Saban’s Go Go Power Rangers #16
Writer: Ryan Parrott
Artist: Eleonora Carlini
The Boom! Studios Power Rangers comics have been consistently great since they started in early 2016, with Ryan Parrott having helmed Go Go since #1, and having delivered excellent Power Rangers stories in this run. This issue follows the Mighty Morphin Rangers with a slight twist: Each of them has had their ranger colors swapped. It’s a fun premise that was focused on more in the last issue but still makes for some cool character moments here. Also, Zack works that pink outfit, just saying. Anyway.
Parrot’s writing is wonderful, especially his grasp of the characters. The book is filled with dynamic action sequences befitting a Power Rangers comic, with some inventive moments where the Rangers get used to using each other’s power sets. There’s not so much of a big story for this issue, but the fight scenes are high quality and merit the focus they get here, and despite that focus, the series’ overall plot continues moving at a satisfying pace. Each Ranger’s individual personality shines through in Parrott’s writing, even when those personalities are (intentionally) being slightly muddled together as a result of the power-swapping shenanigans. In addition to the strong characterization given to the Rangers, Parrott also offers his characterization talents to Rita and her underlings, especially Baboo in this issue. Despite her roots as an insanely hammy character in the original series, Parrott writes Rita in a way that actually makes her somewhat threatening and an overall very likable villain. She definitely feels like she commands the respect she deserves as a scourge of the galaxy when Parrott writes her.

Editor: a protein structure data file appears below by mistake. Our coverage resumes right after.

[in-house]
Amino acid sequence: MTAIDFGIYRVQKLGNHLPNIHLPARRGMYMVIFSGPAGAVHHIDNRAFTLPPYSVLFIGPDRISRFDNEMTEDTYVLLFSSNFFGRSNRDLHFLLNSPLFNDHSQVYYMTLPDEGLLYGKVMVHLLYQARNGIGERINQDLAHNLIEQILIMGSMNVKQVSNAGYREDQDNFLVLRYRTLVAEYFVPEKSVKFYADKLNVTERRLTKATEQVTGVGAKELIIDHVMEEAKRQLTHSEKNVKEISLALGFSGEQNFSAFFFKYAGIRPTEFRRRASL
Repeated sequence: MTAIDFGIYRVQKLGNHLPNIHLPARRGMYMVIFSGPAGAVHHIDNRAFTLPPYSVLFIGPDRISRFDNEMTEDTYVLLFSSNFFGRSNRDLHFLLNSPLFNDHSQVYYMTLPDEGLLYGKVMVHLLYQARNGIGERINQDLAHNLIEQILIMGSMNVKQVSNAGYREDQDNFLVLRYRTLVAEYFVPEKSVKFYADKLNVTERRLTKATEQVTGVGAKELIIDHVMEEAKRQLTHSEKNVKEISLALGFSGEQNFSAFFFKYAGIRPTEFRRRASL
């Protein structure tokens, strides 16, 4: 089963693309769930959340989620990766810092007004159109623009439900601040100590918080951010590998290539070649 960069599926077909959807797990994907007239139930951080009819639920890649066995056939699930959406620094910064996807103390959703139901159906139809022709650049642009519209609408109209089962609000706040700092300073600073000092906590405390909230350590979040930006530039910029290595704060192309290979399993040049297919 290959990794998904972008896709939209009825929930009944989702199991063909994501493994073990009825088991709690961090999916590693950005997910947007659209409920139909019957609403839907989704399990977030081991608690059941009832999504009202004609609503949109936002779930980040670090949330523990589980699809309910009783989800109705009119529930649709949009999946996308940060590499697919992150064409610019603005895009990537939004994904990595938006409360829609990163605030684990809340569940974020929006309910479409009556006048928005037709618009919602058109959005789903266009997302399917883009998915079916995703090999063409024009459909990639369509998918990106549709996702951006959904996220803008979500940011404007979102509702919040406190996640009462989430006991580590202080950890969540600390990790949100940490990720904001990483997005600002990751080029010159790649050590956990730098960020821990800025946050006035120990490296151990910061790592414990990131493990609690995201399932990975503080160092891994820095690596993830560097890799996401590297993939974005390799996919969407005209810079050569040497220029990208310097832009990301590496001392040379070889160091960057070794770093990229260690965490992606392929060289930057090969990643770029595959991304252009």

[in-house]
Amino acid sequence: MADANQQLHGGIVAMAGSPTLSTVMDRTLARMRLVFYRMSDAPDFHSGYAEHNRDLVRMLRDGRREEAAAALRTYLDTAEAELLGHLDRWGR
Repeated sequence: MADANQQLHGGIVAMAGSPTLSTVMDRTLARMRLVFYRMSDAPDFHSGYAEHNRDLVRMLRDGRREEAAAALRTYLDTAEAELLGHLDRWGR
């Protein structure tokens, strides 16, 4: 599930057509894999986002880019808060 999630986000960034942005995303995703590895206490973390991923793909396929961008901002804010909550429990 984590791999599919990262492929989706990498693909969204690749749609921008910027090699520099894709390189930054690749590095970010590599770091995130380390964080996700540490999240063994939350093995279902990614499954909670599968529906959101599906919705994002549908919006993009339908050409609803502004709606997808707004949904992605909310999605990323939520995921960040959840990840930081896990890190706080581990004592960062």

A Power Rangers book wouldn’t be complete without colorful, vibrant art and artist Eleonora Carlini and colorist Raúl Angulo do a fantastic job. Everything in this book is so alive and animated, from the beautifully colorful Power Rangers’ fight moves to the various blasts of energy to the facial expressions of the characters. The art style is simpler, but effective, retaining both the slightly Saturday morning cartoon aesthetic and a strong level of detail. One particular page where the Rangers unleash the Power Blaster is especially gorgeous. Not a single page of the book ever drops the high standard of artistic quality, and it’s everything a Power Rangers comic should be visually: bright, dynamic and expressive, with a dazzling variety of a color palette. If you loved Power Rangers when you were younger it is definitely art that should completely appeal to you.
Saban's Go Go Power Rangers #16
A wonderfully written Power Rangers issue with absolutely spectacular art in an overall excellent Power Rangers series. If you were ever a fan of Power Rangers and Sentai shows, it's a book absolutely worth your time.